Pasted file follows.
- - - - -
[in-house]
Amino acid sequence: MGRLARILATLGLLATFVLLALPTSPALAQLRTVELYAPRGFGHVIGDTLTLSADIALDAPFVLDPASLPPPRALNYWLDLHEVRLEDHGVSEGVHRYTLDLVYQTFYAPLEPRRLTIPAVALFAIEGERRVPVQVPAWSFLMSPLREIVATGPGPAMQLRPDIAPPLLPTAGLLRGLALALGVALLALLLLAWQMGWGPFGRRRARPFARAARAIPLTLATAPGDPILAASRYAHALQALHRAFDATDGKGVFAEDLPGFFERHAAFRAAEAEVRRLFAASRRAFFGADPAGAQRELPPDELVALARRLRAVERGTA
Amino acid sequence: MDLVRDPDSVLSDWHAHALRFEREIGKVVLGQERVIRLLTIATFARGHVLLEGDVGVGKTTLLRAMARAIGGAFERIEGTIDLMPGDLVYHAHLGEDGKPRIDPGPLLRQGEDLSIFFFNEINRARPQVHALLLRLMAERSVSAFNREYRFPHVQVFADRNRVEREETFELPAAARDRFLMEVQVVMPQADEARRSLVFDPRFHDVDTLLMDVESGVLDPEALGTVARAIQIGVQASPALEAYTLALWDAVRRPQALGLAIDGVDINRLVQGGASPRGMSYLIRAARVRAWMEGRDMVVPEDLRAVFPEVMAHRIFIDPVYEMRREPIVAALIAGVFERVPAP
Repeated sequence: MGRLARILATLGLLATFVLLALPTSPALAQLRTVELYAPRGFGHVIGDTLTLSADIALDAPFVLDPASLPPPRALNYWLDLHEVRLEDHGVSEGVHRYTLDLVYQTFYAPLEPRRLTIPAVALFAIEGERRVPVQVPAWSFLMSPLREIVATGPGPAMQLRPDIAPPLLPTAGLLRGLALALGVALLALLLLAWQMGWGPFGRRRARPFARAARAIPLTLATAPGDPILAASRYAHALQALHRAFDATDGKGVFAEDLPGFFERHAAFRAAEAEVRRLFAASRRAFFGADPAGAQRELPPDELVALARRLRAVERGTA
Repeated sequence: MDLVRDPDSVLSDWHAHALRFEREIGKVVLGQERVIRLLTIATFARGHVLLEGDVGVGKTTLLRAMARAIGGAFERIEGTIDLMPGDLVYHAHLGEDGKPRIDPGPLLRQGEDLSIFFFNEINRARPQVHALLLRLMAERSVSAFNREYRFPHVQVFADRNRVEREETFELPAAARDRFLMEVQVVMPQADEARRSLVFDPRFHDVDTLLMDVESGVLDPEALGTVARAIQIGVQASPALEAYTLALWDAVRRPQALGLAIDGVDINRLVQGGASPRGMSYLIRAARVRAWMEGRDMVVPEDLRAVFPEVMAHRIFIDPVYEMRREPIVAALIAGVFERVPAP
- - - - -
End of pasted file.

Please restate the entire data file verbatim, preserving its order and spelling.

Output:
[in-house]
Amino acid sequence: MGRLARILATLGLLATFVLLALPTSPALAQLRTVELYAPRGFGHVIGDTLTLSADIALDAPFVLDPASLPPPRALNYWLDLHEVRLEDHGVSEGVHRYTLDLVYQTFYAPLEPRRLTIPAVALFAIEGERRVPVQVPAWSFLMSPLREIVATGPGPAMQLRPDIAPPLLPTAGLLRGLALALGVALLALLLLAWQMGWGPFGRRRARPFARAARAIPLTLATAPGDPILAASRYAHALQALHRAFDATDGKGVFAEDLPGFFERHAAFRAAEAEVRRLFAASRRAFFGADPAGAQRELPPDELVALARRLRAVERGTA
Amino acid sequence: MDLVRDPDSVLSDWHAHALRFEREIGKVVLGQERVIRLLTIATFARGHVLLEGDVGVGKTTLLRAMARAIGGAFERIEGTIDLMPGDLVYHAHLGEDGKPRIDPGPLLRQGEDLSIFFFNEINRARPQVHALLLRLMAERSVSAFNREYRFPHVQVFADRNRVEREETFELPAAARDRFLMEVQVVMPQADEARRSLVFDPRFHDVDTLLMDVESGVLDPEALGTVARAIQIGVQASPALEAYTLALWDAVRRPQALGLAIDGVDINRLVQGGASPRGMSYLIRAARVRAWMEGRDMVVPEDLRAVFPEVMAHRIFIDPVYEMRREPIVAALIAGVFERVPAP
Repeated sequence: MGRLARILATLGLLATFVLLALPTSPALAQLRTVELYAPRGFGHVIGDTLTLSADIALDAPFVLDPASLPPPRALNYWLDLHEVRLEDHGVSEGVHRYTLDLVYQTFYAPLEPRRLTIPAVALFAIEGERRVPVQVPAWSFLMSPLREIVATGPGPAMQLRPDIAPPLLPTAGLLRGLALALGVALLALLLLAWQMGWGPFGRRRARPFARAARAIPLTLATAPGDPILAASRYAHALQALHRAFDATDGKGVFAEDLPGFFERHAAFRAAEAEVRRLFAASRRAFFGADPAGAQRELPPDELVALARRLRAVERGTA
Repeated sequence: MDLVRDPDSVLSDWHAHALRFEREIGKVVLGQERVIRLLTIATFARGHVLLEGDVGVGKTTLLRAMARAIGGAFERIEGTIDLMPGDLVYHAHLGEDGKPRIDPGPLLRQGEDLSIFFFNEINRARPQVHALLLRLMAERSVSAFNREYRFPHVQVFADRNRVEREETFELPAAARDRFLMEVQVVMPQADEARRSLVFDPRFHDVDTLLMDVESGVLDPEALGTVARAIQIGVQASPALEAYTLALWDAVRRPQALGLAIDGVDINRLVQGGASPRGMSYLIRAARVRAWMEGRDMVVPEDLRAVFPEVMAHRIFIDPVYEMRREPIVAALIAGVFERVPAP